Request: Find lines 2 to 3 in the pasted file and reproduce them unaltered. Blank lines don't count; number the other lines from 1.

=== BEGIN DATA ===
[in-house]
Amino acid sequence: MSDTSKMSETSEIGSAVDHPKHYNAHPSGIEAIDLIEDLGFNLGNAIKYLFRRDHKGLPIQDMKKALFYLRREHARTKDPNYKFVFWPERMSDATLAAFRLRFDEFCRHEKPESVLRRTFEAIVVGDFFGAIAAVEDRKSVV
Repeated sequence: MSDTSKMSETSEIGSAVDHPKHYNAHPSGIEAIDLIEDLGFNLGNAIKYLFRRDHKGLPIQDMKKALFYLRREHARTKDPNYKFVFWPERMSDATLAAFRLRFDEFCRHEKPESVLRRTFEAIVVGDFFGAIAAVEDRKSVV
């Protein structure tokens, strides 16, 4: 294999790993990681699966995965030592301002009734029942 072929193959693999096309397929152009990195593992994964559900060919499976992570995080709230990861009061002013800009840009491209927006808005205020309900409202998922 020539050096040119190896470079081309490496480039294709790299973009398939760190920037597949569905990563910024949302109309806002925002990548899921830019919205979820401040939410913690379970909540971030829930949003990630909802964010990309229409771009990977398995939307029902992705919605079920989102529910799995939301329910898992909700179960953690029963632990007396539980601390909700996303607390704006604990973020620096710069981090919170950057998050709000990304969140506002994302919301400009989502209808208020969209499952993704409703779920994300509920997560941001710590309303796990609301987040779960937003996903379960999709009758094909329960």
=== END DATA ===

Amino acid sequence: MSDTSKMSETSEIGSAVDHPKHYNAHPSGIEAIDLIEDLGFNLGNAIKYLFRRDHKGLPIQDMKKALFYLRREHARTKDPNYKFVFWPERMSDATLAAFRLRFDEFCRHEKPESVLRRTFEAIVVGDFFGAIAAVEDRKSVV
Repeated sequence: MSDTSKMSETSEIGSAVDHPKHYNAHPSGIEAIDLIEDLGFNLGNAIKYLFRRDHKGLPIQDMKKALFYLRREHARTKDPNYKFVFWPERMSDATLAAFRLRFDEFCRHEKPESVLRRTFEAIVVGDFFGAIAAVEDRKSVV